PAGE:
The first I had was, of course, Dianthus plumarius, the Grass or Scotch Pink, that everybody knows and loves. It has many fine hybrids, some so fine as to cost twenty-five cents the packet, but the cheaper ones are as sweet, and they are among the friendliest things of the whole summer, spreading quickly into great soft-coloured mats, starred with sweet, fringed blossoms, double or single. The old pure-white fringed Pink, D. finibriatus, and its double sort make charming border edgings, and another good white one for this purpose is Mrs. Sinkins, very fat and double. Still others are 11cr Majesty and Albion (white), Delicata (pink), Gloriosa (rose), and Excelsior (pink with carmine centre). The Mule Pinks, too, are splendid, with Napolian III, valiant red, as the finest; Furst Bismark, lovely rose-colour, a charming second; and Alice, a fluffy double white, not far behind. These, of course, bear no seed and must be increased by cuttings or division.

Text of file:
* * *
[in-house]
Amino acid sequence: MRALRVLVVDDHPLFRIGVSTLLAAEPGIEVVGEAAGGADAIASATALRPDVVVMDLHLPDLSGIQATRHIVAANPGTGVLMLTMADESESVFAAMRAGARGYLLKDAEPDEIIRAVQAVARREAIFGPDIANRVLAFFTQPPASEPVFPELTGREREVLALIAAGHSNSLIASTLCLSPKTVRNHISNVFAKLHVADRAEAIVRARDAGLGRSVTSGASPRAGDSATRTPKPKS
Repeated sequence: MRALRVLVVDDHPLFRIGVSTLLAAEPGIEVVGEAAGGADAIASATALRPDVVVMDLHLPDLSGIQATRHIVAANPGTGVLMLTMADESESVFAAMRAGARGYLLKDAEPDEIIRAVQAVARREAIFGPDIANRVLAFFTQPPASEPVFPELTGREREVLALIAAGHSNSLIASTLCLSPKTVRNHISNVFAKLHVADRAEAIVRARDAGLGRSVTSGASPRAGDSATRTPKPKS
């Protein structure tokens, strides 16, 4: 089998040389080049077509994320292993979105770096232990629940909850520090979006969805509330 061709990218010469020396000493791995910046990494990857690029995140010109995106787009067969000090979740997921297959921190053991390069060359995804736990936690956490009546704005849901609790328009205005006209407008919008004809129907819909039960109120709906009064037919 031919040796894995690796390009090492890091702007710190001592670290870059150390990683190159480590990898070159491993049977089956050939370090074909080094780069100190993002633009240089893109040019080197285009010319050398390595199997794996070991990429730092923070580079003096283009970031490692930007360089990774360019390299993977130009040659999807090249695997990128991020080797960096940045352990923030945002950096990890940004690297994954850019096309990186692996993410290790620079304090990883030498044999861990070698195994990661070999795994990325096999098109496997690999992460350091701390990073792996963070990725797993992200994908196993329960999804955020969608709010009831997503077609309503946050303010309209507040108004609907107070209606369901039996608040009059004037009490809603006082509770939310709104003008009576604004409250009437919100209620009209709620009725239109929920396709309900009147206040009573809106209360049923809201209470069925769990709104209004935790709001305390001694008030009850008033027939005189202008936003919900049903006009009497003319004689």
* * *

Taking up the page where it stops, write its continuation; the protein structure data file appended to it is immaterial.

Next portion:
Of the wild Pinks, the first we had was the Cheddar Pink, Dianthus caesius, the seeds of which were sent us from the Cheddar Cliffs in England, where we had seen them accomplishing veritable explosions of rosy bloom upon the ledges of the fierce gray cliffs. All this first lot I lost, for while they did their part in germinating to a seed, I was so stupid as not to know how to make them feel at home and put them in the fat borders, where the winter damp put an end to these cliff-dwellers in short order. But one does not make so cruel a mistake twice, and now there are plenty of Cheddars tucked about in sunny nooks between the stones of walls and steps where they are quite hardy and at peace. The Maiden Pink, D. deltoides, a tiny thing of dry British pastures, is one of the easiest to grow and exhibits a vigour one does not expect from so small a thing. Its blunt leaves are small and dark, and it grows into such thick mats as to form something very like a turf, which may be used upon dry banks where grass is cared for with difficulty. But it belongs to the garden, too, and fringes my wall tops and stone edgings charmingly. The flowers are so pink as to be quite jewel-like in their brightness, and there is a white sort which foams over the edgings and into the path with quite distracting results. The Sand Pink, D. arenarius, is quite different in character, forming strong tufts of bluish-green foliage, from which rise slender stems, carrying deeply cut white blossoms, very sweetly scented; it likes a light sandy soil and rejoices in a comfortable cranny, if one is to be had. D. petraeus is a small, sweet, fringy, rose-coloured alpine from the Balkans, disliking wet feet in winter, but otherwise of easy culture. D. Seguieri forms nice, upstanding little bushes more than a foot high with light-green leaves and gay purple-spotted, rose-coloured blossoms. D. super-bus is a pretty thing blooming freely the first year from seed. Its tall stems, over two feet in height, carry several lilac-pink fringed blossoms, which, if not allowed to seed, continue all summer. This Pink will grow in the ordinary soil of the borders, not requiring a cranny. D. atrorubens is not one of the fragrant Pinks, but its small, rich red blossoms clustered in a flat head like a small Sweet William make up in glow what they lack in other qualities. It remains in bloom for a long time.